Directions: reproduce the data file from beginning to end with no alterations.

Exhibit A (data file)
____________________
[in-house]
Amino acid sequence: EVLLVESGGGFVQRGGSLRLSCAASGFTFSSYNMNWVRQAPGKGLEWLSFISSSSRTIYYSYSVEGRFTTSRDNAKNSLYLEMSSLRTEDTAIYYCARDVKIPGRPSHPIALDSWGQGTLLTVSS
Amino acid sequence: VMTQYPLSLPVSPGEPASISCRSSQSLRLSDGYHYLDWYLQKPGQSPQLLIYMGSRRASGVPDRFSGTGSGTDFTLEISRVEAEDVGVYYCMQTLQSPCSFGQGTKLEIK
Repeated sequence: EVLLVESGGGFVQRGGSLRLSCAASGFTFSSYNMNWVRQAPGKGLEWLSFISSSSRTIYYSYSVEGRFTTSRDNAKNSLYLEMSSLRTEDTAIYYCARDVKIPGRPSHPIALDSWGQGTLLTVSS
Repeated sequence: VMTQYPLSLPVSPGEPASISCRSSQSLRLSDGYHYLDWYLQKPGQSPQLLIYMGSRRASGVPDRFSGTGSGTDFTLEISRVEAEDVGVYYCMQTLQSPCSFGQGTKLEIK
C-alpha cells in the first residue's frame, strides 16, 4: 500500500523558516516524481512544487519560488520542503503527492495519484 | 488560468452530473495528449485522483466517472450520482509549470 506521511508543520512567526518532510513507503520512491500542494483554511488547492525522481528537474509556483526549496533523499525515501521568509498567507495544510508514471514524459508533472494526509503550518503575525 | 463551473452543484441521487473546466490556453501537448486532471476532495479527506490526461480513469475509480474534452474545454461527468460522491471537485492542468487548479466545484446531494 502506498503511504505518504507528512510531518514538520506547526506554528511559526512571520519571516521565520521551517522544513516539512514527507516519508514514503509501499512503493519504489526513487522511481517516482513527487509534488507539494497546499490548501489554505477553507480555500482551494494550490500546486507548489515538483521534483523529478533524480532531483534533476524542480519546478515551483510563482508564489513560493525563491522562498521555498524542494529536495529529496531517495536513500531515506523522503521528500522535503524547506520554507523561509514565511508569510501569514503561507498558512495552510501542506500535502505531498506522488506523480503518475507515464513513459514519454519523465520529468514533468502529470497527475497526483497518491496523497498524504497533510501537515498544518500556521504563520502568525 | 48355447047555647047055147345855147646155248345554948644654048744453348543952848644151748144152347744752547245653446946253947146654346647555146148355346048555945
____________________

[in-house]
Amino acid sequence: EVLLVESGGGFVQRGGSLRLSCAASGFTFSSYNMNWVRQAPGKGLEWLSFISSSSRTIYYSYSVEGRFTTSRDNAKNSLYLEMSSLRTEDTAIYYCARDVKIPGRPSHPIALDSWGQGTLLTVSS
Amino acid sequence: VMTQYPLSLPVSPGEPASISCRSSQSLRLSDGYHYLDWYLQKPGQSPQLLIYMGSRRASGVPDRFSGTGSGTDFTLEISRVEAEDVGVYYCMQTLQSPCSFGQGTKLEIK
Repeated sequence: EVLLVESGGGFVQRGGSLRLSCAASGFTFSSYNMNWVRQAPGKGLEWLSFISSSSRTIYYSYSVEGRFTTSRDNAKNSLYLEMSSLRTEDTAIYYCARDVKIPGRPSHPIALDSWGQGTLLTVSS
Repeated sequence: VMTQYPLSLPVSPGEPASISCRSSQSLRLSDGYHYLDWYLQKPGQSPQLLIYMGSRRASGVPDRFSGTGSGTDFTLEISRVEAEDVGVYYCMQTLQSPCSFGQGTKLEIK
C-alpha cells in the first residue's frame, strides 16, 4: 500500500523558516516524481512544487519560488520542503503527492495519484 | 488560468452530473495528449485522483466517472450520482509549470 506521511508543520512567526518532510513507503520512491500542494483554511488547492525522481528537474509556483526549496533523499525515501521568509498567507495544510508514471514524459508533472494526509503550518503575525 | 463551473452543484441521487473546466490556453501537448486532471476532495479527506490526461480513469475509480474534452474545454461527468460522491471537485492542468487548479466545484446531494 502506498503511504505518504507528512510531518514538520506547526506554528511559526512571520519571516521565520521551517522544513516539512514527507516519508514514503509501499512503493519504489526513487522511481517516482513527487509534488507539494497546499490548501489554505477553507480555500482551494494550490500546486507548489515538483521534483523529478533524480532531483534533476524542480519546478515551483510563482508564489513560493525563491522562498521555498524542494529536495529529496531517495536513500531515506523522503521528500522535503524547506520554507523561509514565511508569510501569514503561507498558512495552510501542506500535502505531498506522488506523480503518475507515464513513459514519454519523465520529468514533468502529470497527475497526483497518491496523497498524504497533510501537515498544518500556521504563520502568525 | 48355447047555647047055147345855147646155248345554948644654048744453348543952848644151748144152347744752547245653446946253947146654346647555146148355346048555945